Friday morning was cool and damp, but nine students from West Albany High’s community transitions program were unfazed as they planted 100 lupine, snowberries, native roses, juncus and carex into a bioswale at Teloh Calapooia Park.
The 12-acre park is at 5950 Looney Lane S.W.
The plants are being used to fend off invasive reed canary grass that is killing off native species in the bioswale — a specially designed area that holds water in heavy rains and releases it slowly, decreasing soil erosion.
There are 32 students in the community transitions program that provides work and lifeskills training for 18- to 21-year-old special needs students who have graduated from South or West Albany high schools.
“Because their peers are no longer in school, our students’ peers are the community,” instructor Rachel Stalter said.
The program has existed for nearly 20 years. For the last three years, the city of Albany parks department has been a major partner.
“The city is very supportive of our program,” Stalter said. “We have cleaned parks and worked at the community garden. It’s good work and the students learn vocational skills and daily life skills.”
Roland Vann, 19, says he an indoor kind of guy, but he wasn’t shy about getting his hands dirty. He was teamed up with Ashley Eby, 19, as they unpotted and planted lupine.
Vann said he sometimes helps his grandmother with her garden and Eby said she enjoys the teamwork part of the project.
Meghan Chuites of the city’s parks staff, instructed the students about how to take plants out of pots without damaging their roots and dig properly-sized holes.
She said it was important the plant’s roots were free to absorb nutrients and grow.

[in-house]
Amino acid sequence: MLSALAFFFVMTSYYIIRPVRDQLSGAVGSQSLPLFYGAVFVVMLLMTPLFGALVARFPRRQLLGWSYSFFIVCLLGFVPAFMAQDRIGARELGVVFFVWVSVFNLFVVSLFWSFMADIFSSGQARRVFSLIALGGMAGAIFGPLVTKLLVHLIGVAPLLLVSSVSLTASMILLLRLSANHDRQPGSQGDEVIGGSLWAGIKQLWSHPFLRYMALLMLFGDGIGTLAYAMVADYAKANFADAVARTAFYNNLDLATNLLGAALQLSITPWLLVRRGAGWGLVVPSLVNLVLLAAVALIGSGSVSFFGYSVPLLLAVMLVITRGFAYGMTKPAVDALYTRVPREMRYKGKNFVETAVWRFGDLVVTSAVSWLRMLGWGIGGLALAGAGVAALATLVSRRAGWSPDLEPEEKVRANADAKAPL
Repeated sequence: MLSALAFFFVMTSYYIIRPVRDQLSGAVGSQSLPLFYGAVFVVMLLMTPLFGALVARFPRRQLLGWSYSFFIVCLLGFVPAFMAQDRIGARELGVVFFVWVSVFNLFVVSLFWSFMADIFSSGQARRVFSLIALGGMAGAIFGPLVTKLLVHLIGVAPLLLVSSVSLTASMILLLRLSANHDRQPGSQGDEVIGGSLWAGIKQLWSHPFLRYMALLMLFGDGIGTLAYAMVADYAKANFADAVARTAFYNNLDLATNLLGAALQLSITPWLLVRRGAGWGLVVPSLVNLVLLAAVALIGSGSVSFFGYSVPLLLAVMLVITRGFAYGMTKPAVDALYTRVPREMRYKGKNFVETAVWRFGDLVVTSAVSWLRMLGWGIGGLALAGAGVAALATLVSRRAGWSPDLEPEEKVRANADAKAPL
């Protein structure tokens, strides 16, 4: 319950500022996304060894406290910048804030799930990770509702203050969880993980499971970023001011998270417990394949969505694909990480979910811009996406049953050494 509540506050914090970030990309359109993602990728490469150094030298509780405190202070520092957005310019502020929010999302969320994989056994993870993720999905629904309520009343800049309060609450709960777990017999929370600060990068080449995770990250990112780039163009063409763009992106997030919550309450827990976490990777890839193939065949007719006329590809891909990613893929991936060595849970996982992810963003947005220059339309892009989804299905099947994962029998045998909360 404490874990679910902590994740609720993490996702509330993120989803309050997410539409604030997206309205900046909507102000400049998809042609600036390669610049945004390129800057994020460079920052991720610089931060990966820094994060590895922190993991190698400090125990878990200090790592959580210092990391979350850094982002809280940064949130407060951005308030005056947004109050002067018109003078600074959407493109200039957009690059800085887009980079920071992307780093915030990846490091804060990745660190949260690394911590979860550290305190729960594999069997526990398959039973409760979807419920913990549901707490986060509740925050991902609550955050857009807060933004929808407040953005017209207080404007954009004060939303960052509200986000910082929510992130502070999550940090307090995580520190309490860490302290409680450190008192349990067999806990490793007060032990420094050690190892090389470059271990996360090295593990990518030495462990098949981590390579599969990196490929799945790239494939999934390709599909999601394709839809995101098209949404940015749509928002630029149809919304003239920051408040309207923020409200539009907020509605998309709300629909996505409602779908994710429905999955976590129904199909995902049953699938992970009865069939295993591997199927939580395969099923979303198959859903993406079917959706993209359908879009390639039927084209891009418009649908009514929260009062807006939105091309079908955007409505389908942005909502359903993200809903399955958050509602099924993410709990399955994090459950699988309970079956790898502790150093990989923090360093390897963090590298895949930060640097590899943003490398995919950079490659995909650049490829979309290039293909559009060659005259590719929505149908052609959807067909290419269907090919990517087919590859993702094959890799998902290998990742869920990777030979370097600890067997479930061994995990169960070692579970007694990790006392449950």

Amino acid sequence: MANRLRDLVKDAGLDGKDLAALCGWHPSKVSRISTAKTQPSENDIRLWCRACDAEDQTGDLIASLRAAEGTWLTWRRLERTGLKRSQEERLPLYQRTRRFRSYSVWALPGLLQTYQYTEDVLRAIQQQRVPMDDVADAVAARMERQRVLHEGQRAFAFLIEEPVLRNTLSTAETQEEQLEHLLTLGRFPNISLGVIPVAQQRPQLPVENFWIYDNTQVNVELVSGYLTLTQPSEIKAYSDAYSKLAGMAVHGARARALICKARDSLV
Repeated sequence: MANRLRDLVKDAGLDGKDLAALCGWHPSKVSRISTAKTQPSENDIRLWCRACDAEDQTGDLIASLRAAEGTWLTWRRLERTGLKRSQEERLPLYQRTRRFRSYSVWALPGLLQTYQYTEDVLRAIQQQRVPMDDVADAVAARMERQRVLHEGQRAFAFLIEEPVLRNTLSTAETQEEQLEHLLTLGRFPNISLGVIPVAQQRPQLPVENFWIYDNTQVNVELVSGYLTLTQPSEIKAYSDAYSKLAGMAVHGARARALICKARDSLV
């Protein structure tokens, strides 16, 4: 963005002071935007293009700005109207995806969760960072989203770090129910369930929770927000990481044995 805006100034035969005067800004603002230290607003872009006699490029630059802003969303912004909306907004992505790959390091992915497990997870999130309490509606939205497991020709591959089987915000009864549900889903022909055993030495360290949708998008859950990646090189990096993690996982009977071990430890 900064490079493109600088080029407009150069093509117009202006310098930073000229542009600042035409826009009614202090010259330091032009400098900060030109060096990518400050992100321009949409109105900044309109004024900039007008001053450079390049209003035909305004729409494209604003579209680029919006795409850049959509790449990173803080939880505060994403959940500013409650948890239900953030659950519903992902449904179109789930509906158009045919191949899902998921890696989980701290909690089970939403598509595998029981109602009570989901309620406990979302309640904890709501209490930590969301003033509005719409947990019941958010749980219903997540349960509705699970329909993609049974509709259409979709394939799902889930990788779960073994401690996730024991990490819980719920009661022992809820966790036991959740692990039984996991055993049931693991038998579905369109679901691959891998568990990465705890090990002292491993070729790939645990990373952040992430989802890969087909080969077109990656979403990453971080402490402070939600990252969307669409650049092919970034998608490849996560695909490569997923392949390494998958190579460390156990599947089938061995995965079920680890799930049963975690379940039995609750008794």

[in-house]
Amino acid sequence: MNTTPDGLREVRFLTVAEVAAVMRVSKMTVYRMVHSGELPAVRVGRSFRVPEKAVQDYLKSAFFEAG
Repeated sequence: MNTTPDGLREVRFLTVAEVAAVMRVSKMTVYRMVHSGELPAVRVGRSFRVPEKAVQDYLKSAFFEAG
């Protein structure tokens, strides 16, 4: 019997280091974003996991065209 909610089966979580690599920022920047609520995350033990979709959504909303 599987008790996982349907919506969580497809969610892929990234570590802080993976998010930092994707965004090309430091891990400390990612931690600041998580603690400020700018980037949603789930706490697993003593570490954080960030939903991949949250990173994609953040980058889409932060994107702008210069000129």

“The reed canary grass grows quite tall and shades out the native plants,” Chuites said of the problem. “It also takes nutrients from the soil that the native plants need. By adding these plants, we hope to push out the canary grass.”
Wade Burrese, also works in parks maintenance and called the partnership, “awesome.”
“I learn from them and hopefully, they learn how to be productive workers from me,” Burrese said. “They work with me two half-days a week, on Tuesday and Thursday.”
Substitute teacher Mary Jo Ten Pas said students also learn how to write a resume, fill out a job application, show up to work on time, have a good attitude, dress appropriately and be respectful in the work place.
They also work at the Mennonite Village, Teen Challenge, Habitat Restore, Food Share/Gleaners and LBCC bookstore.
Ten Pas said the program also has expanded to the city’s public works department. Her husband Tom works with students at the city’s Talking Water Gardens.
Instructional assistant Becky Argetsinger, has worked with the transitions program for 15 years.
“We give students opportunities they would never have,” Argetsinger said.
The program is looking for more volunteer opportunities. To learn more, call 541-926-3598.